Sudan’s breathtaking migration: Scientists believe they have discovered the biggest migration of wild animals on Earth, with an aerial survey revealing vast herds of gazelle and antelope on the move in southern Sudan in a region which had been assumed to have been denuded of its wildlife by years of civil war. The Wildlife Conservation Society, together with the autonomous government of South Sudan, announced at a press conference in New York yesterday that a study of the area’s fauna had revealed an abundance of antelope, particularly of white-eared kob, in breathtaking numbers. Guardian

World without oil: Scientists have criticised a major review of the world’s remaining oil reserves, warning that the end of oil is coming sooner than governments and oil companies are prepared to admit. BP’s Statistical Review of World Energy, published yesterday, appears to show that the world still has enough “proven” reserves to provide 40 years of consumption at current rates. The assessment, based on officially reported figures, has once again pushed back the estimate of when the world will run dry. Independent

Emissions fell slightly in the EU during ’05: Greenhouse gas emissions from the European Union dropped slightly in 2005, the latest year for which full data is available, the European Environment Agency is reporting. It was the first drop since 2001. But officials were quick to say that they were unsure whether the data, being published Thursday, reflected a turnaround brought about by new legislation and heightened environmental consciousness, or was a random variation. International Herald Tribune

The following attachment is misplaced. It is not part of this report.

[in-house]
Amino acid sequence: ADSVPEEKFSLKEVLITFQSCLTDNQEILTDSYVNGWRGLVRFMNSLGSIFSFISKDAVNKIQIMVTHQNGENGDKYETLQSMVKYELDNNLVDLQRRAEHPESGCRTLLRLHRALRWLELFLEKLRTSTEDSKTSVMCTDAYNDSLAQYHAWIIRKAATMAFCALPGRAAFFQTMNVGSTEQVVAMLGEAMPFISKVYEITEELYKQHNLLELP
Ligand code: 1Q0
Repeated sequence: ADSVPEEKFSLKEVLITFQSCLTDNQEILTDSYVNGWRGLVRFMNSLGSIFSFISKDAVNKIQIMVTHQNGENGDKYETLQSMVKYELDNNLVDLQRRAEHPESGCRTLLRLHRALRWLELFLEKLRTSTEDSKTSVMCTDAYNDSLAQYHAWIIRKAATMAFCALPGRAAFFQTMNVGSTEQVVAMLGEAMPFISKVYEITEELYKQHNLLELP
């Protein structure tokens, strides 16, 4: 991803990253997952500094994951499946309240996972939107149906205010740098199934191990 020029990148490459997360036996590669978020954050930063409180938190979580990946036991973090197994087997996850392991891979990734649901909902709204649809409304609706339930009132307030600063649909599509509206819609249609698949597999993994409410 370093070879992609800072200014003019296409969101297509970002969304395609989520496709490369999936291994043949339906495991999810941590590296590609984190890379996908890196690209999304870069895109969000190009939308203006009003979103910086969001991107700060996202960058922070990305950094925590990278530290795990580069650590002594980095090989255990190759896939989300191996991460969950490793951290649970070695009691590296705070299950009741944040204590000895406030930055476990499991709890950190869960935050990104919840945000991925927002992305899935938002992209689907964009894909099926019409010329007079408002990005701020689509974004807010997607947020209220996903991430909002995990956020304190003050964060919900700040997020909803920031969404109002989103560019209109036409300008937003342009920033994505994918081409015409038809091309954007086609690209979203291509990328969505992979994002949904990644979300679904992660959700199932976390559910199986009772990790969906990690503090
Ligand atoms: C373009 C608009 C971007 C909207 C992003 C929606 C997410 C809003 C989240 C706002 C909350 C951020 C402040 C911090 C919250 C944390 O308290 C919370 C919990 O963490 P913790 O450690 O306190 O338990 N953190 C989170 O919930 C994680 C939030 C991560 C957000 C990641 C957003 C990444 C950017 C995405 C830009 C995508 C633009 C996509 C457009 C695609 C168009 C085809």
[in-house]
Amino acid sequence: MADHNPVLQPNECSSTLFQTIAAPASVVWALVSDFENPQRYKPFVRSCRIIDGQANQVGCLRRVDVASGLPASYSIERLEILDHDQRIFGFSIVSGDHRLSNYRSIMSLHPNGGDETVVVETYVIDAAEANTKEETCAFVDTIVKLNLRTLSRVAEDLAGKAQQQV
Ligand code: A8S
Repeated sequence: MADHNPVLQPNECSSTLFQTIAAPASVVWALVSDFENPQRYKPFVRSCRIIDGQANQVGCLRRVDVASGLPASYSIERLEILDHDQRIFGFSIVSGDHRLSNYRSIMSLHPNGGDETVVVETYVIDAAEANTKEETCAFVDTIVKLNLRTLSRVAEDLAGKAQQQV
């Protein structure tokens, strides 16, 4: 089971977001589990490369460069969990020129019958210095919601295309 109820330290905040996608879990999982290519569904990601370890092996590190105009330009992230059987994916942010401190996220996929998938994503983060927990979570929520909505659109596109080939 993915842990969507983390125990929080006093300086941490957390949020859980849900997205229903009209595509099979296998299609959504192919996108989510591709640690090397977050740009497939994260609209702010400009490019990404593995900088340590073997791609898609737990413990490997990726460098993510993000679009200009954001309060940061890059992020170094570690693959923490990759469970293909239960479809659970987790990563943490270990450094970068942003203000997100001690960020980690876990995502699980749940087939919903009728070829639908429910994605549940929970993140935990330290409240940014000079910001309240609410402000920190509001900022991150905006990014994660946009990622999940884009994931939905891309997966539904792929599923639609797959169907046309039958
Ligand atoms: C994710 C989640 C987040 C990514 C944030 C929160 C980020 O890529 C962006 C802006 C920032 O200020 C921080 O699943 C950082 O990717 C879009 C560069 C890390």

Google, Intel launch energy efficiency program: Web search leader Google Inc.  and semiconductor maker Intel Corp. launched a broad-based program on Tuesday to introduce more energy-efficient personal computers and server systems to save energy and reduce greenhouse gas emissions.Called the “Climate Savers Computing Initiative,” the new program has signed on computer makers Dell Inc., Hewlett-Packard Co., IBM , Lenovo Group Ltd., and software maker Microsoft Corp. Washington Post

Gore’s pre-election visit may add heat to politics: In what could prove to be inconvenient timing for the Federal Government, climate change campaigner Al Gore is returning to Australia as little as a month before the election. With climate change already a key election issue, the former US vice-president’s trip in late September to recruit 170 Australians to his “army” of climate presenters is likely to put pressure on all parties, but particularly the Government, over their policies. The Age